6331759 | Pulse drive angle measurement system and method | 2001-12-18 | Atmur | 318/661 |
5173696 | Control circuitry using electronic emulation of a synchro signal for accurate control of position and rate of rotation for shafts | 1992-12-22 | Howard et al. | 341/117 |
5018174 | High speed communication apparatus for computerized axial tomography (CAT) scanners | 1991-05-21 | Collins | 378/4 |
4857926 | Phase-responsive angular tracking device | 1989-08-15 | Neglia et al. | 341/116 |
4414496 | Electronic typewriter and its control apparatus | 1983-11-08 | Watanabe et al. | 318/696 |
The invention described herein may be manufactured and used by or for the Government of the United States of America for governmental purposes without the payment of any royalties thereon or therefor.
None.
(1) Field of the Invention
The present invention relates to power transmission and more specifically to a method for coupling a direct current across a high-speed rotation boundary.
(2) Description of the Prior Art
Sensor systems located at the end of towed tethers require Direct Current (DC) power for operation. Rotary joints are positioned along a tether to prevent twisting and breakage of the tether. A problem arises in connection with electronic circuits for sensing or control that are placed on a rotating platform.
As such, an ongoing need exists to permit DC power to be transmitted across rotary joints and to permit signals to be sent to a tethered sensor system and data to be retrieved from the sensor system.
A number of commercial applications may also exist. For example, an application may be transferring power to sensors in the rotating wheels of vehicles using a long-life frictionless connection.
It is, therefore, a general purpose and primary object of the present invention to provide a method for coupling a direct current power source across a rotating boundary.
It is a further object of the present invention to provide a method for coupling a DC power source across a nearly frictionless and high speed rotating boundary.
To attain the objects described, a method is disclosed for coupling DC power across a rotating boundary, in which the boundary may be operating at a high speed of rotation. The method incorporates balanced concentric cylinders separated by a dielectric medium that form capacitor couplings. However, anyone skilled in the art will recognize that the method can also be realized by a dual method wherein a magnetic coupling mechanism is effected by placing coupled coils on topologically opposite sides of a non-magnetic rotating boundary. While this application will focus on capacitive coupling in order to teach the method, the dual magnetically coupled mode is claimed implicitly. The dielectric medium can be a vacuum, a gas, or a non-conducting liquid.
If the dielectric medium is a vacuum or a gas, then the method would be nearly frictionless and no presently measurable mechanical or electrical friction losses would result. A liquid dielectric, which would introduce more friction, may allow application of the method in cases involving rotary joints that penetrate a sealed environment.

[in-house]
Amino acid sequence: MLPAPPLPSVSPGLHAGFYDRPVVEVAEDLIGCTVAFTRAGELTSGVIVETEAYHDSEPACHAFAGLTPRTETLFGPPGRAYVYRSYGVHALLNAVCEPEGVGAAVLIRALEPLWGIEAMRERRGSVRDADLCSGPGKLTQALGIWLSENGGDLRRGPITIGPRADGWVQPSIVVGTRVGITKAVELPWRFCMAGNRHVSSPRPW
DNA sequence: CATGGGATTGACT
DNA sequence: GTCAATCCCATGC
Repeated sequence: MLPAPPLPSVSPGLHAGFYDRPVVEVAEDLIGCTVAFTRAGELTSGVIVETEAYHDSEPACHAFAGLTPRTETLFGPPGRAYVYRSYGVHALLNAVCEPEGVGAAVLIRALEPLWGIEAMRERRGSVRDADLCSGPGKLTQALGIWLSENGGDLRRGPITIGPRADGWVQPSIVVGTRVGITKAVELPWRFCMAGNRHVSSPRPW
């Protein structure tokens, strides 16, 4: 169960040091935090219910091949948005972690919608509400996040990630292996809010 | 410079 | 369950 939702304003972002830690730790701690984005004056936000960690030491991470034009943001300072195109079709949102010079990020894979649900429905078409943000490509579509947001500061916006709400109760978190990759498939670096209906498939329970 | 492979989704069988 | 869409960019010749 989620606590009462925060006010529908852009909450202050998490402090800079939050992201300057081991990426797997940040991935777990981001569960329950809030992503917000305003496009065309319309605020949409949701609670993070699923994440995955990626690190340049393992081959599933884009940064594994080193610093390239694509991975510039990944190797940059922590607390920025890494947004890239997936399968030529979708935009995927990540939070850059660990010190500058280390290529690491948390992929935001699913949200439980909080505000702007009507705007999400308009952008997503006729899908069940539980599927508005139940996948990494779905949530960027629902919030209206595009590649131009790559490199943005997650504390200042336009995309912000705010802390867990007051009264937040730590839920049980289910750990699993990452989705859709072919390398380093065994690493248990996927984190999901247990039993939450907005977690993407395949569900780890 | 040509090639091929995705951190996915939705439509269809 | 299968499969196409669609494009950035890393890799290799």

The disclosed method also permits external control of a DC field current without the need for brushes or wiper contacts. Brushes and wiper contacts introduce friction, which is a potential for intermittent contact. Contact also requires regular maintenance of the equipment impacted. Many rotating field alternators are in use today in power generation systems.
Other objects, features and advantages of the present invention will become apparent upon reference to the following description of the preferred embodiments and to the drawings wherein:
FIG. 1 depicts a Thevenin-Equivalent square-wave source;
FIG. 2 depicts a loaded square-wave source;
FIG. 3 depicts a square-wave source, positive half period;
FIG. 4 depicts a square-wave source, negative half period;
FIG. 5 depicts an energy efficient square-wave generator;
FIG. 6 depicts a square-wave generator, steady-state, OPEN switch;
FIG. 7 depicts a square-wave generator, steady-state, CLOSED switch;
FIG. 8 depicts a square-wave generator, steady-state energy exchange;
FIG. 9 depicts an energy efficient [square-wave]-to-DC converter circuit;
FIG. 10 depicts a [square-wave]-to-DC converter, POSITIVE half period;
FIG. 11 depicts a [square-wave]-to-DC converter, NEGATIVE half period;
FIG. 12 depicts a DC converter, steady-state energy exchange;
FIG. 13 depicts a power transmission model; and
FIG. 14 depicts coupling DC power to electrical circuits on a rotating structure using a frictionless coupler.
Generally, the disclosure describes a method for transmitting DC power over a uniform transmission line of any length using two circuits that work together to provide the power to loads that are remotely located with respect to the sources of the power.
The first circuit, a square-wave generator, uses a DC source to generate a square-wave. The generator uses an inductor, a capacitor, and a switch, which may be implemented using a single transistor and a drive circuit. The second circuit, a square-wave converter, converts a square-wave source into a DC source. The converter uses an inductor, a capacitor, and a P-N junction diode.